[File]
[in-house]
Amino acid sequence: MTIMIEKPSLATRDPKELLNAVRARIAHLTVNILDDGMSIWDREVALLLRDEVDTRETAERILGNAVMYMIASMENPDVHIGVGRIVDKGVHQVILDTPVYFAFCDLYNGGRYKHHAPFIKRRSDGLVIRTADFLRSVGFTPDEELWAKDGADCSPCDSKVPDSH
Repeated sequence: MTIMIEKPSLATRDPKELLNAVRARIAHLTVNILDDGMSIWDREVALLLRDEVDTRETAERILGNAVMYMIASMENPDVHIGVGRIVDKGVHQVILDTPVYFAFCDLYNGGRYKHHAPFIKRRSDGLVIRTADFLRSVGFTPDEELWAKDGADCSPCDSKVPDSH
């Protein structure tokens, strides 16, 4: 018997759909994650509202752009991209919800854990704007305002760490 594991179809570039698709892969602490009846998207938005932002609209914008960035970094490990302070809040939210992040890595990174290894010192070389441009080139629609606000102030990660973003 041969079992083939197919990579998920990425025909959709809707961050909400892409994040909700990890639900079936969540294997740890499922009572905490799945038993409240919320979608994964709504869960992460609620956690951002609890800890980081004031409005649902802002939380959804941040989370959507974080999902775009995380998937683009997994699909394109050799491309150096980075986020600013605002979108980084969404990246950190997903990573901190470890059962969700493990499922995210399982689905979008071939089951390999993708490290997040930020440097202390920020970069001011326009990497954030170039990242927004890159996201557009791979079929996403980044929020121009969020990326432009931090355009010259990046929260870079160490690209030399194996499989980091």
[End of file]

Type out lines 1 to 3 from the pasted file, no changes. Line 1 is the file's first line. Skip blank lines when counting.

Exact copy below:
[in-house]
Amino acid sequence: MTIMIEKPSLATRDPKELLNAVRARIAHLTVNILDDGMSIWDREVALLLRDEVDTRETAERILGNAVMYMIASMENPDVHIGVGRIVDKGVHQVILDTPVYFAFCDLYNGGRYKHHAPFIKRRSDGLVIRTADFLRSVGFTPDEELWAKDGADCSPCDSKVPDSH
Repeated sequence: MTIMIEKPSLATRDPKELLNAVRARIAHLTVNILDDGMSIWDREVALLLRDEVDTRETAERILGNAVMYMIASMENPDVHIGVGRIVDKGVHQVILDTPVYFAFCDLYNGGRYKHHAPFIKRRSDGLVIRTADFLRSVGFTPDEELWAKDGADCSPCDSKVPDSH